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Blair Wants New Climate Change Deal Before Exit

German Chancellor Angela Merkel and British Prime Minister Tony Blair hold a joint press conference, 13 February 2007 at the Chancellory in Berlin, after bilateral talks focussed on climate change and the Middle East. Photo courtesy AFP.
by Guy Jackson
Berlin (AFP) Feb 13, 2007
British Prime Minister Tony Blair said here on Tuesday he was staking his remaining months in office on reaching a new international agreement on climate change. After talks with German Chancellor Angela Merkel, Blair said he hoped to help thrash out compromises on a new accord to succeed the Kyoto Protocol governing reductions in greenhouse gases which expires in 2012.

"These next few months are absolutely crucial," Blair said.

"I think there is broad agreement in the world today on the threat that climate change poses to our environment and our planet.

"There is also an enormous drive in civic society. People believe passionately about this issue."

Blair said however that it was hard to translate this broad support into an international agreement, because of the complexity of the technical issues involved.

"These technical questions we need to work on, we need to make sure that when we get to the point of political decisions we're not lost in the technical work.

"Unless we get answers to some of these issues, it will be hard to get a political agreement."

Blair, who is due to step down by September, said he would achieve "as much as I can" to reach a deal on a successor agreement to Kyoto.

Merkel said she hoped to strike "a concrete political agreement" on climate change at a summit of the Group of Eight most industrialised nations hosted by Germany in June in its capacity as G8 president.

The leaders of Britain, Canada, France, Germany, Italy, Japan, Russia and the United States will attend the summit.

One of the key issues was helping developing, fuel-hungry nations such as India and China to acquire the technology to control carbon dioxide emissions and use cleaner energies, Blair said.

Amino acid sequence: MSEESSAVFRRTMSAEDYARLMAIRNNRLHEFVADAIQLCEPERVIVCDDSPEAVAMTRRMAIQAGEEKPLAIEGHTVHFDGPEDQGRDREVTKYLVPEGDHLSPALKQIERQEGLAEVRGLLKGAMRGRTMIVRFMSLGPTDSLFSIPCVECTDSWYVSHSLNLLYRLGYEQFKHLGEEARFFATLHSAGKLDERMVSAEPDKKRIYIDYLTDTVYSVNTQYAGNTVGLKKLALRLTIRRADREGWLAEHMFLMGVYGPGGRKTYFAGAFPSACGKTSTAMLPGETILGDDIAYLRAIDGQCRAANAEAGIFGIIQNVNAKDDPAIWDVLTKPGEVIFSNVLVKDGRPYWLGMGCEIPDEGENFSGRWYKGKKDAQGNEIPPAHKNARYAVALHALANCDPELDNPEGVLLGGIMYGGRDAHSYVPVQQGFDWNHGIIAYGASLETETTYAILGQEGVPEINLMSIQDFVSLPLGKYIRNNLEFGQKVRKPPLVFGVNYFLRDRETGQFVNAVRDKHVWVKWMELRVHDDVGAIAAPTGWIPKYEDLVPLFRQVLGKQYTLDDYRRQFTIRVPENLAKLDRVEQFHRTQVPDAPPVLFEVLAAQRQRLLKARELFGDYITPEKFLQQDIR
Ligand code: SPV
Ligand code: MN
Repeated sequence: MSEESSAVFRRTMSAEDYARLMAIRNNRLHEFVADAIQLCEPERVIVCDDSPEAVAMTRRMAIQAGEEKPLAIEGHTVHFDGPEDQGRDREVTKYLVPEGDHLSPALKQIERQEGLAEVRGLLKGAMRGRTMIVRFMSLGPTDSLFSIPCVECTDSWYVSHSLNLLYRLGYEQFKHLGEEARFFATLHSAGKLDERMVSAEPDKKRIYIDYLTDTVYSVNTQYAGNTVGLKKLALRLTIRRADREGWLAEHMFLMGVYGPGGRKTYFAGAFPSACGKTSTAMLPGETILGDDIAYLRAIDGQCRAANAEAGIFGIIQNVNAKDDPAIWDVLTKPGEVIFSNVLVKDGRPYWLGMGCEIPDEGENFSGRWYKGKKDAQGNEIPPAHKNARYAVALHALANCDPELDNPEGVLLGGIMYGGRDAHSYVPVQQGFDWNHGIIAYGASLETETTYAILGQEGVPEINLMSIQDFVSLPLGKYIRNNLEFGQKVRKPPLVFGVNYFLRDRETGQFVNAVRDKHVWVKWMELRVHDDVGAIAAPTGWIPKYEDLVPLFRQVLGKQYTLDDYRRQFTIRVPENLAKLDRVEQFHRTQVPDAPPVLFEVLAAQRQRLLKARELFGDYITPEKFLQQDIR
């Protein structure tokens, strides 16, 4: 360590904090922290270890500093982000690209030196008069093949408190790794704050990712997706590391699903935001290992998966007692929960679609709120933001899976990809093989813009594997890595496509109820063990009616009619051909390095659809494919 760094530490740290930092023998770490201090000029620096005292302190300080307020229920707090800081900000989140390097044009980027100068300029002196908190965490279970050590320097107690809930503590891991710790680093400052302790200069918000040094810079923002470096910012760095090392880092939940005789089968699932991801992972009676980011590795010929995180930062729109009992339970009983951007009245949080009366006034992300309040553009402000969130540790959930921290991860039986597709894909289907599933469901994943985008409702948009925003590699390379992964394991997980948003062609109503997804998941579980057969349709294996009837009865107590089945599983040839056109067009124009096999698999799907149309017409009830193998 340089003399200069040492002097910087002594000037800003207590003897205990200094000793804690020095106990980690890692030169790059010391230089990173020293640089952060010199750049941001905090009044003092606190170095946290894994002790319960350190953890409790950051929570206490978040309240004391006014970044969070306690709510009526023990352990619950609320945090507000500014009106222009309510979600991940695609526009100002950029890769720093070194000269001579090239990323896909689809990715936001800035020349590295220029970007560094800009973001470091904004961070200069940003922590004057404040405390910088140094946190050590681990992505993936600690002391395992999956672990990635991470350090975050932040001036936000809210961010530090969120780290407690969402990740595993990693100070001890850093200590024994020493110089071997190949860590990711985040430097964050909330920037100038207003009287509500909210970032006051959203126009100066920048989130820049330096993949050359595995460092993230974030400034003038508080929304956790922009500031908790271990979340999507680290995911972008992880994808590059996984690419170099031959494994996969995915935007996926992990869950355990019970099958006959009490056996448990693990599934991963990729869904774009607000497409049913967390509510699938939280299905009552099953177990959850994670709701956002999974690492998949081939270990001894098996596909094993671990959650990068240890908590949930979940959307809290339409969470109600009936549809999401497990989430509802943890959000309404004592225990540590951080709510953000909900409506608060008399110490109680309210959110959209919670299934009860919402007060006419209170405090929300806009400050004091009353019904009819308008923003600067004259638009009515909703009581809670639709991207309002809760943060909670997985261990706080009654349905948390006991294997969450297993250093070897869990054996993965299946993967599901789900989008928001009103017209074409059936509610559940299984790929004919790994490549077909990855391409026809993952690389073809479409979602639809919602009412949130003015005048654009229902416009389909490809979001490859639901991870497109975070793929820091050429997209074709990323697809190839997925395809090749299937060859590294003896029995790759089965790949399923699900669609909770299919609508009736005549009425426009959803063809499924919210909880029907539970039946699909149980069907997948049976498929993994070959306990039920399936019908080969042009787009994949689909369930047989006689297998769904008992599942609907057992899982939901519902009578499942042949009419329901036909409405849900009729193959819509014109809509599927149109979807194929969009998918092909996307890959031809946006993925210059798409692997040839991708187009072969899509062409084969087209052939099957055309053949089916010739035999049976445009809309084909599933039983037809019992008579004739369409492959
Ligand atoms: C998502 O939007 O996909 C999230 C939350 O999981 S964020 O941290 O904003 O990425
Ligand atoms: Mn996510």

It was also important to involve the United States, a significant non-Kyoto signatory, in a new agreement, he said.

Merkel has put climate change at the top of Germany's agenda during its time in charge of the EU and G8 in the coming months.

She said she hoped the major industrial nations could work together to limit global warming to two degrees Celsius over the "next few decades."

"That is an important mark set by scientists and we should stick to it," Merkel said.

Germany is a strong advocate of developing renewable energy sources and is keen to extend the range of the European carbon trading mechanism and harmonise fuel taxes, which in the EU alone are covered by five different systems.

But German Finance Minister Peer Steinbrueck admitted that no progress on those issues was made at a meeting of his counterparts from G7 countries at the weekend in Essen, western Germany.

After weeks of disagreement, Germany, Europe's biggest economy, last week accepted an EU-imposed ceiling on carbon dioxide emissions produced by industry of 453 million tonnes per year.

That figure, which was 12 percent lower than the level originally proposed by Berlin, is for the period 2008-2012, until the Kyoto Protocol expires.

Source: Agence France-Presse

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US Offered Lucrative Lure Of Global Carbon Trading
Washington (AFP) Feb 13, 2007
Wall Street could become the world's center for lucrative markets in carbon trading, or be left behind if the US government ignores climate change, a senior British lawmaker said Tuesday. Ahead of a gathering of global lawmakers at the US Senate to debate action on global warming, legislators said the European Union's emissions trading scheme offered a model for the United States, China and India to follow.

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